Young pianists Annika Ching Laude and Lindsay Ching Laude wowed the audience at their joint debut recital at Francisco Santiago Hall, BDO South Tower. The pianists played alternately solo pieces, capped with a concerto with the Manila Symphony Orchestra conducted by professor Jeffrey Solares. The audience who came in droves listened in awe as the two pianists played with ardor and presence!
The sisters took turns in playing their pieces. Lindsay opened the concert with Bach’s “Sinfonia No.10” in G, BWV 796, followed by a Allegro con spirito movement from Mozart’s “Sonata No. 9” in D major. Annika followed with Handel’s “Air and Variations” (Suite No. 5, The Harmonious Blacksmith) and the allegro movement from Mozart’s “Sonata No. 12” in F, K.332. In this section, both pianists exuded elegant and warm tones that characterized the classical bent of their pieces.
In the succeeding set of numbers they played pieces from the Romantic period with well-etched tones that disclosed a burning sense of musicality.
Among others, Annika’s two pieces from Mendelssohn’s “Songs Without Words” were exquisitely rendered. Her lines caressed in Chopin’s “Nocturne” in F minor, Op. 55, No.1.
Lindsay, on the other hand, played with equal aplomb. She carved brilliant tones in Schubert’s “Impromptu” in E-flat major, Op.90, No. 2. She essayed expressive legate lines in Chopin’s posthumous “Nocturne No. 20” in C-sharp minor.
All the more the pianists impressed the audience in the concerto they each played at the last half of the program. With the Manila Symphony Orchestra conducted by Solares providing keen collaboration, listening was all the more delightful.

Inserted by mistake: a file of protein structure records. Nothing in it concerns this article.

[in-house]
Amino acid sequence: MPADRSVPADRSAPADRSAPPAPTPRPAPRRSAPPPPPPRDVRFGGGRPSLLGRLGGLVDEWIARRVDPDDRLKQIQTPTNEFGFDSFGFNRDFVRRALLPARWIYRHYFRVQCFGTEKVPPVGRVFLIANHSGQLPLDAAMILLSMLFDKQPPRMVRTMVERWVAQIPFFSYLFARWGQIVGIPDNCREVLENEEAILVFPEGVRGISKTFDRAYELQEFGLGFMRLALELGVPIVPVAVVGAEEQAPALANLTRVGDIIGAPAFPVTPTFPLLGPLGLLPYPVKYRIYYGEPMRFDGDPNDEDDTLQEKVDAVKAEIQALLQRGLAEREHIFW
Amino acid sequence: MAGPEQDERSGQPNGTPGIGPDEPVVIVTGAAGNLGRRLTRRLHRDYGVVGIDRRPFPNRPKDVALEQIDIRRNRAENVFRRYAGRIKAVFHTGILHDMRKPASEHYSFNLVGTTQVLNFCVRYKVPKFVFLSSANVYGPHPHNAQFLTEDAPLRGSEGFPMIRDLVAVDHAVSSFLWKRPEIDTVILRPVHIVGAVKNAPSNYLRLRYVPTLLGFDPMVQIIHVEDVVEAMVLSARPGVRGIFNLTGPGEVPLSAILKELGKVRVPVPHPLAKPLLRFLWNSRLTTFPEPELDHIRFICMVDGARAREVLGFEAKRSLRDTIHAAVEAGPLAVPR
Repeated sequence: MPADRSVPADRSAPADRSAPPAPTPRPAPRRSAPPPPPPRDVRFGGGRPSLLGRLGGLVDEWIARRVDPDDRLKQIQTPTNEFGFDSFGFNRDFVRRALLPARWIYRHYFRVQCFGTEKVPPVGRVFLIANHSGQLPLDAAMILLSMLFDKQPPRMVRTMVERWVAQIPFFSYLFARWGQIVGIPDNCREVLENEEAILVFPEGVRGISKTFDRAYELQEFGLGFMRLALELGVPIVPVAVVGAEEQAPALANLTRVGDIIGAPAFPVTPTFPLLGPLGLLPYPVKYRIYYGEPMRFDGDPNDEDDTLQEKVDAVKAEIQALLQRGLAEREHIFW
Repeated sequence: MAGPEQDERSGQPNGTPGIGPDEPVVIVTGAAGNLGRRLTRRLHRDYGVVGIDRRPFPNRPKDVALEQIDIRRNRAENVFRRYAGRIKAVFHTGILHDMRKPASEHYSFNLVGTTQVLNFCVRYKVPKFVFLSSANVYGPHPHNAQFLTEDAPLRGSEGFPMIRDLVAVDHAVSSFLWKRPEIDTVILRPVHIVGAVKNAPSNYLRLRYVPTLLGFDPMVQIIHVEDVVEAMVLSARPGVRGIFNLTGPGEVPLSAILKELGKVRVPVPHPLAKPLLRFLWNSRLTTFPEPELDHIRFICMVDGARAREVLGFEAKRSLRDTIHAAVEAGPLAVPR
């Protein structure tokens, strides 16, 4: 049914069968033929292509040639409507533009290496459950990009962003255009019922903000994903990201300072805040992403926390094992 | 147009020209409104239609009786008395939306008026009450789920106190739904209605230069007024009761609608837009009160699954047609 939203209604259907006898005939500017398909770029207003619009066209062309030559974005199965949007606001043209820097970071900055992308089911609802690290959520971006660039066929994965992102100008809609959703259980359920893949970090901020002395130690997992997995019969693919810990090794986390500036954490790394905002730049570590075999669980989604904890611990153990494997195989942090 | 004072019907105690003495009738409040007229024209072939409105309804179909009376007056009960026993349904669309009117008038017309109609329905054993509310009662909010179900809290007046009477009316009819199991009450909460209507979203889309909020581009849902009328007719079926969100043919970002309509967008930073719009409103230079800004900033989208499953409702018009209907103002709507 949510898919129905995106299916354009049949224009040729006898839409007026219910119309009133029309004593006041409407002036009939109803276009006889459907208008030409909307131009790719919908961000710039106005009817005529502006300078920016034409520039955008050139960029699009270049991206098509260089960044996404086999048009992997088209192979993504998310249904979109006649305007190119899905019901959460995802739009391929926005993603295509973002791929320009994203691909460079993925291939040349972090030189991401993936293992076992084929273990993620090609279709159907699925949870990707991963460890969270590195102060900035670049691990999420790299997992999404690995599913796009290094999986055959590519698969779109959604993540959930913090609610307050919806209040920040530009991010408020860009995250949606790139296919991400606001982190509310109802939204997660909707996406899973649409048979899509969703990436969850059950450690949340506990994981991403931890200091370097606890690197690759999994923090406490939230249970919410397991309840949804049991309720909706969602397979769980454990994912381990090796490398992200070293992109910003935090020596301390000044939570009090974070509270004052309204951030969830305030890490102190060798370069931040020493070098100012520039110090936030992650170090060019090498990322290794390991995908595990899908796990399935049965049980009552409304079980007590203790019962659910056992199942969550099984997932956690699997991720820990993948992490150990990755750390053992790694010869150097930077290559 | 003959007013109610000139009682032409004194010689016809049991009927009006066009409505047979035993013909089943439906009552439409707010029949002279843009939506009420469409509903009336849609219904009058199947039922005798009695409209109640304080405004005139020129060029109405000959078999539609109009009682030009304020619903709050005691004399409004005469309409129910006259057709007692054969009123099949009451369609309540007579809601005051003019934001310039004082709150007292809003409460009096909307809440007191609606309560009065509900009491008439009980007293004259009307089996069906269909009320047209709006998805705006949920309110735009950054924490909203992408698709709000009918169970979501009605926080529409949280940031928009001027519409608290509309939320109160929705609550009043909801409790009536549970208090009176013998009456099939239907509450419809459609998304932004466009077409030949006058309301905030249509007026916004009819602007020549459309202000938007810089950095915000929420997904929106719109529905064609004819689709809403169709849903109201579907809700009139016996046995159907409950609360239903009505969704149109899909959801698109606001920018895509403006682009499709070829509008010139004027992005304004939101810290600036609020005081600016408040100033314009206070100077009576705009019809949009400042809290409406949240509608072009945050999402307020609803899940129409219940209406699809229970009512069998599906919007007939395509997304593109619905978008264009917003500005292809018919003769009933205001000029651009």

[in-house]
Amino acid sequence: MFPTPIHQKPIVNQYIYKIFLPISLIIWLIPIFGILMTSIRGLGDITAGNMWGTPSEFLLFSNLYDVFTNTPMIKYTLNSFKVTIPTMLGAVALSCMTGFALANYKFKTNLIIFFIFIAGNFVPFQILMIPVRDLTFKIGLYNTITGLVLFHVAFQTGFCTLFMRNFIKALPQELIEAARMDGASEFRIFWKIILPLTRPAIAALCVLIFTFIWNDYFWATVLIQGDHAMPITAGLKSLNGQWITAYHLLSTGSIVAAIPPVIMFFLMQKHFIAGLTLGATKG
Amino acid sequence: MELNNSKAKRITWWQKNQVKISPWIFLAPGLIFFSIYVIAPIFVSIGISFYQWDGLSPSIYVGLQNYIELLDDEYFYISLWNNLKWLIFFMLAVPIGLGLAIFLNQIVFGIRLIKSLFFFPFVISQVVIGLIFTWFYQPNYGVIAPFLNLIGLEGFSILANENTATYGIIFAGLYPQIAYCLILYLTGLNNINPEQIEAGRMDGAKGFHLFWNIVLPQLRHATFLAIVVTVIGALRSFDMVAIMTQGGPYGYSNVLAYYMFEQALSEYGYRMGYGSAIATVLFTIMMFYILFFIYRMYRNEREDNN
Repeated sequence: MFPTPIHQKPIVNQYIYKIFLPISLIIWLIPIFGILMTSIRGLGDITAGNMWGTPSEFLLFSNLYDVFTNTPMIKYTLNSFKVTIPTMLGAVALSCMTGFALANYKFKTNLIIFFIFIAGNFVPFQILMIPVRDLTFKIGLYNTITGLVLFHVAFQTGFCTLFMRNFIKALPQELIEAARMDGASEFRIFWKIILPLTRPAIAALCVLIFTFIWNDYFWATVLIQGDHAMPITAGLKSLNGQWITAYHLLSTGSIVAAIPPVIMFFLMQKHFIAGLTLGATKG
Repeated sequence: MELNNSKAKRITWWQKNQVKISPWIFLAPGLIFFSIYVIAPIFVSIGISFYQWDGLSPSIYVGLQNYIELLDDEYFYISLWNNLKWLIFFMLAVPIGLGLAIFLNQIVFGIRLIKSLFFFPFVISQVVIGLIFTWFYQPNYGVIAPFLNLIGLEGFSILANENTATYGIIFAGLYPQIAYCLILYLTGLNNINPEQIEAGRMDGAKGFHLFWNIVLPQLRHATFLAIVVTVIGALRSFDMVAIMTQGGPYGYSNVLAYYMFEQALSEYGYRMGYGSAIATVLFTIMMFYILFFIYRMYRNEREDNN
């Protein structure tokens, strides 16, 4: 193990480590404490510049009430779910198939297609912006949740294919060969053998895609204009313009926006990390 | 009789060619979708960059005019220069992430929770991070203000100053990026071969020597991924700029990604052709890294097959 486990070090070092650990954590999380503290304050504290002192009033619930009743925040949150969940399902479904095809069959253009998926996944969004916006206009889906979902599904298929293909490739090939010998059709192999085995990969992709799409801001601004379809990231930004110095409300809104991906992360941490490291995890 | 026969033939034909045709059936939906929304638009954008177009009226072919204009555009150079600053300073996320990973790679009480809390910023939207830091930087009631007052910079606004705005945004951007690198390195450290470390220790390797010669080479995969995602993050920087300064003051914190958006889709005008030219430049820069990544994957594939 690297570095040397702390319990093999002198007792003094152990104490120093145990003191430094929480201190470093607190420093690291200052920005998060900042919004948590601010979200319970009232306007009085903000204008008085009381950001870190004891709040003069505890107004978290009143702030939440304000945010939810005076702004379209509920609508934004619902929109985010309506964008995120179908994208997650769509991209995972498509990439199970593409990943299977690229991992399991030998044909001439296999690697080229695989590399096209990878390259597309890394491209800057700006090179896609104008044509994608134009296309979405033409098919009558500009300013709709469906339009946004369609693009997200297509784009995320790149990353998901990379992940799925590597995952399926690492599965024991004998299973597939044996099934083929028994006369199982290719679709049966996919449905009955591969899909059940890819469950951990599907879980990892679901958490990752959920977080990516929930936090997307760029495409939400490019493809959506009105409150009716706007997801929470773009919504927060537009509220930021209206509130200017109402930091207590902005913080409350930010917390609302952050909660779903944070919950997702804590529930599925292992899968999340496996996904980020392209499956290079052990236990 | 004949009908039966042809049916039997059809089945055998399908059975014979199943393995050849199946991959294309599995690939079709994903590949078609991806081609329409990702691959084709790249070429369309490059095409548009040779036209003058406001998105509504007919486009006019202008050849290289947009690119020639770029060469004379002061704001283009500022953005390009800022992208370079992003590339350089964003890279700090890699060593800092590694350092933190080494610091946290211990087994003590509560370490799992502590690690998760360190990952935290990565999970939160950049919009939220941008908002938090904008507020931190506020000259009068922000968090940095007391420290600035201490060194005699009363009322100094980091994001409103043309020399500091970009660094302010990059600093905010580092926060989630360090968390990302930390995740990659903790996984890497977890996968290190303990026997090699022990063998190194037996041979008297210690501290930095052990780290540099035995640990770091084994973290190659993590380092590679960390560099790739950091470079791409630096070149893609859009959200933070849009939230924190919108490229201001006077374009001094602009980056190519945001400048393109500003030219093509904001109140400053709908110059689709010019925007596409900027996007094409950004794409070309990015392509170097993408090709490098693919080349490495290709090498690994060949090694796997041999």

Lindsay essayed Mozart’s “Concerto No. 1” in F major (K377), a pastiche—as the themes from each movement were taken from other composers—with particular ease. The concerto was enriched with the composition of the cadenza in the first movement done by their uncle, composer Jeffrey Ching, who is based in Berlin, Germany.
Kabalevsky’s “Piano Concerto No. 3” in D major, Op. 50 subtitled “Youth,” provided strong stylistic contrast. In contrast to the elegant tones of the previous concerto, Annika, true to the import of the work carved out well-bodied tones that towered over the orchestra.
Both pianists forged strong rapport with the orchestra that played very well.
The sisters cut smart presence on the stage. Their profile says well of solid exposure on stage they had acquired having previously participated in festivals sponsored by the Piano Teachers Guild of the Philippine and the like. Both are honor students of the Chinese International School in Manila with Annika on the ninth and Lindsay on the eight grades respectively.
Their proud parents are Edison and Winnie Laude. Professor Cecilia Roxas, a well-known piano pedagogue who has produced major pianists, is their teacher. —CONTRIBUTED